Is baptism, then, the only way one enters the Kingdom of God? So as not to limit the saving activity of God, one might say that though one might encounter the Kingdom of God through a variety of means of grace (e.g., preaching; witnessing to the power of the gospel in acts of kindness; even through dialogue with the wholly “other”), one can be assured of one’s entrance through the sacramental act of baptism. Here, again, one notes the cooperative working of the triadic interrelationships of God (creator), Christ (redeemer), Holy Spirit (renewer) to restore God’s intent for humanity (eternal life) that is evident in the text.

This text also represents one of the clearest articulations in the New Testament of the early church’s understanding that one’s justification/salvation is wholly dependent upon God’s mercy and grace. The notion that “works of righteousness” (ergon, ton en dikaiosune ha epoiesamen hemeis) might somehow “save” one is dismissed out of hand. Note that the phrase in this text is “works of righteousness” not the more common Pauline “works of the law” (cf. Romans 3:20; Galatians 2:16).

This seems to move the “justification/righteousness” language out of its particularly Jewish context to make a larger soteriological statement. In the matter of the salvation of all (2:11), the initiative always lies with God. As creation is totally dependent upon the creative activity of the creator, so too is “re-creation” (palingenesia). Given the need of creation for salvation (note again v. 3), its manifestation in Christ can only be an expression of God’s mercy (verse 5) experienced as grace (verse 7).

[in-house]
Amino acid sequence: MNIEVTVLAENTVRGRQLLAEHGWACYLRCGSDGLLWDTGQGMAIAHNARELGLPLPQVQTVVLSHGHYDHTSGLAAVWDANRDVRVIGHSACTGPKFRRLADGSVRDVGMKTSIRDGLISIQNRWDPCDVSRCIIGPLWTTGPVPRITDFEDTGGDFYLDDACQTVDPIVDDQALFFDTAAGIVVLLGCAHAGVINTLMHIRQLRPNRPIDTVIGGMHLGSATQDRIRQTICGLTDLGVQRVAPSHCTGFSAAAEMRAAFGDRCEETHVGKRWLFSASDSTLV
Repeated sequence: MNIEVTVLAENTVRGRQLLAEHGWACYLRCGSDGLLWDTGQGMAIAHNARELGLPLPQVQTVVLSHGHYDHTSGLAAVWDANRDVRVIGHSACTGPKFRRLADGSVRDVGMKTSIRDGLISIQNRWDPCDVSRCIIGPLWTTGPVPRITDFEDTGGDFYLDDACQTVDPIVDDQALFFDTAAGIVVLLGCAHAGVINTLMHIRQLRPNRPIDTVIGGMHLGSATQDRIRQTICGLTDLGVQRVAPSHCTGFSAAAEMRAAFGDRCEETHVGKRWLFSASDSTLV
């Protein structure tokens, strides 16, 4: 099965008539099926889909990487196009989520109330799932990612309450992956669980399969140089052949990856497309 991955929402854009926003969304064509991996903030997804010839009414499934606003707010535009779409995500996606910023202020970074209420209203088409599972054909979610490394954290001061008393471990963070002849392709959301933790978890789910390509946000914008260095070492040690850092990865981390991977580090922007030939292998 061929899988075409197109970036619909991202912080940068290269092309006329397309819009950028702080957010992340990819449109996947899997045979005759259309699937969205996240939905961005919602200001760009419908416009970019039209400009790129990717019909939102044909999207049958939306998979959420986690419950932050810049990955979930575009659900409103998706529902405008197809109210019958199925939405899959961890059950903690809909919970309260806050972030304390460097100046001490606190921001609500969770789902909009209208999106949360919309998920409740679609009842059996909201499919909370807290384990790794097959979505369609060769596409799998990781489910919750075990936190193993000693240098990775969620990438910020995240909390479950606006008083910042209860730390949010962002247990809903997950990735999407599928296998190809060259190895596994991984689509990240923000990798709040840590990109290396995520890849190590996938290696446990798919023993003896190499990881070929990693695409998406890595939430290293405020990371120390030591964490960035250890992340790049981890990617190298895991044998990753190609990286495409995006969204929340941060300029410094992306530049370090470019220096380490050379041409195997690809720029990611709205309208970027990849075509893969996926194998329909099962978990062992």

The text closes out by introducing the metaphor of “inheritance” through language that speaks of becoming “heirs (kleronomoi) according to the hope of eternal life.” Such language has deep resonances with other texts that describe the inheritance that flows to the people of God through Abraham and his heir, Christ (e.g., Galatians 3:16; Romans 4:16).

At the same time, the New Testament’s classic “already/not yet” eschatological perspective on the salvation won in Christ is given its due. An heir is assured of an inheritance that still awaits its full realization in an otherwise indeterminate future. It is the certainty of the inheritance that allows the heir to navigate that which is uncertain with some boldness and, perhaps, even with the unmeasured joy of anticipation.